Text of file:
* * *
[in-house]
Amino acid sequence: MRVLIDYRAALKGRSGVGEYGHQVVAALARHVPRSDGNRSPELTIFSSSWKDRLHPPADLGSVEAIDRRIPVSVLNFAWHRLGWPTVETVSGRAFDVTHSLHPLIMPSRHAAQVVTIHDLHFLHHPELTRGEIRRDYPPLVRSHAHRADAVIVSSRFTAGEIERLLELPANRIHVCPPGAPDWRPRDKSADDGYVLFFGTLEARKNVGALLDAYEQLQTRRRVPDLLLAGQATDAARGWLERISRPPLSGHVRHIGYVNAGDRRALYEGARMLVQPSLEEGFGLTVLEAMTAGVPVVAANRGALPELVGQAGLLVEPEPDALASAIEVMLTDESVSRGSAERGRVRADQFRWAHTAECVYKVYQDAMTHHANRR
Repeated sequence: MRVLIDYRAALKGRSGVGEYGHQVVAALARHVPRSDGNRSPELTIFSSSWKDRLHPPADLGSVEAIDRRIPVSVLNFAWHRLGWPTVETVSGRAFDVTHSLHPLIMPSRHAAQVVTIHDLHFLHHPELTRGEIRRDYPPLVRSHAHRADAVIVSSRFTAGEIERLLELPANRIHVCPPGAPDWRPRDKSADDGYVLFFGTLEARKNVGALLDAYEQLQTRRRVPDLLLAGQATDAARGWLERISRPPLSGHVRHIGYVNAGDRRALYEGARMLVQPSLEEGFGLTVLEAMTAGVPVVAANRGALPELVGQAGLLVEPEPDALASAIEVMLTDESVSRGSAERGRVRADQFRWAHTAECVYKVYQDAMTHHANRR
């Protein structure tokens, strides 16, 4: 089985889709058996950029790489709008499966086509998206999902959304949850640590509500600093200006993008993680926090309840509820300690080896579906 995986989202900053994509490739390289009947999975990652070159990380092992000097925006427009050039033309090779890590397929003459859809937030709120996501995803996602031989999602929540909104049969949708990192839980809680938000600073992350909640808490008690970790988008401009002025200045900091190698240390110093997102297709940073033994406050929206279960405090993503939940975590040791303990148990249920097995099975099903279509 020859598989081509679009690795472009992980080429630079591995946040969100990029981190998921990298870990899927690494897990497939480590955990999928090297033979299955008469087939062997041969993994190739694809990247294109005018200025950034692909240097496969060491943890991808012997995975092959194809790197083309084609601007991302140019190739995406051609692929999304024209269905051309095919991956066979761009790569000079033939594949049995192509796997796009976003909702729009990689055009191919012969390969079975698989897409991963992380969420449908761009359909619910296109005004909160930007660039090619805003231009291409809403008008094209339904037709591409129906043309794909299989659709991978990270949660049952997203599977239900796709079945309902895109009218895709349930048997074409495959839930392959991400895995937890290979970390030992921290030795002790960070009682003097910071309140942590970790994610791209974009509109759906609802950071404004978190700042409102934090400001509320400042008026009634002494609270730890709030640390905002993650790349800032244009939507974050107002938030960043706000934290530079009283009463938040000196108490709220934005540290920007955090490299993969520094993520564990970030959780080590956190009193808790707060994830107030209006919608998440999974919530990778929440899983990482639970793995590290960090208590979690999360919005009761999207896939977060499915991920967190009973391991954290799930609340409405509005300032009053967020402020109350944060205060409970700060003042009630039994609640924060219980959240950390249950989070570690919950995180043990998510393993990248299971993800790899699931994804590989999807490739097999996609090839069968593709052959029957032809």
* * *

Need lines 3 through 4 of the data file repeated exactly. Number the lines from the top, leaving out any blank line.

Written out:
Repeated sequence: MRVLIDYRAALKGRSGVGEYGHQVVAALARHVPRSDGNRSPELTIFSSSWKDRLHPPADLGSVEAIDRRIPVSVLNFAWHRLGWPTVETVSGRAFDVTHSLHPLIMPSRHAAQVVTIHDLHFLHHPELTRGEIRRDYPPLVRSHAHRADAVIVSSRFTAGEIERLLELPANRIHVCPPGAPDWRPRDKSADDGYVLFFGTLEARKNVGALLDAYEQLQTRRRVPDLLLAGQATDAARGWLERISRPPLSGHVRHIGYVNAGDRRALYEGARMLVQPSLEEGFGLTVLEAMTAGVPVVAANRGALPELVGQAGLLVEPEPDALASAIEVMLTDESVSRGSAERGRVRADQFRWAHTAECVYKVYQDAMTHHANRR
């Protein structure tokens, strides 16, 4: 089985889709058996950029790489709008499966086509998206999902959304949850640590509500600093200006993008993680926090309840509820300690080896579906 995986989202900053994509490739390289009947999975990652070159990380092992000097925006427009050039033309090779890590397929003459859809937030709120996501995803996602031989999602929540909104049969949708990192839980809680938000600073992350909640808490008690970790988008401009002025200045900091190698240390110093997102297709940073033994406050929206279960405090993503939940975590040791303990148990249920097995099975099903279509 020859598989081509679009690795472009992980080429630079591995946040969100990029981190998921990298870990899927690494897990497939480590955990999928090297033979299955008469087939062997041969993994190739694809990247294109005018200025950034692909240097496969060491943890991808012997995975092959194809790197083309084609601007991302140019190739995406051609692929999304024209269905051309095919991956066979761009790569000079033939594949049995192509796997796009976003909702729009990689055009191919012969390969079975698989897409991963992380969420449908761009359909619910296109005004909160930007660039090619805003231009291409809403008008094209339904037709591409129906043309794909299989659709991978990270949660049952997203599977239900796709079945309902895109009218895709349930048997074409495959839930392959991400895995937890290979970390030992921290030795002790960070009682003097910071309140942590970790994610791209974009509109759906609802950071404004978190700042409102934090400001509320400042008026009634002494609270730890709030640390905002993650790349800032244009939507974050107002938030960043706000934290530079009283009463938040000196108490709220934005540290920007955090490299993969520094993520564990970030959780080590956190009193808790707060994830107030209006919608998440999974919530990778929440899983990482639970793995590290960090208590979690999360919005009761999207896939977060499915991920967190009973391991954290799930609340409405509005300032009053967020402020109350944060205060409970700060003042009630039994609640924060219980959240950390249950989070570690919950995180043990998510393993990248299971993800790899699931994804590989999807490739097999996609090839069968593709052959029957032809």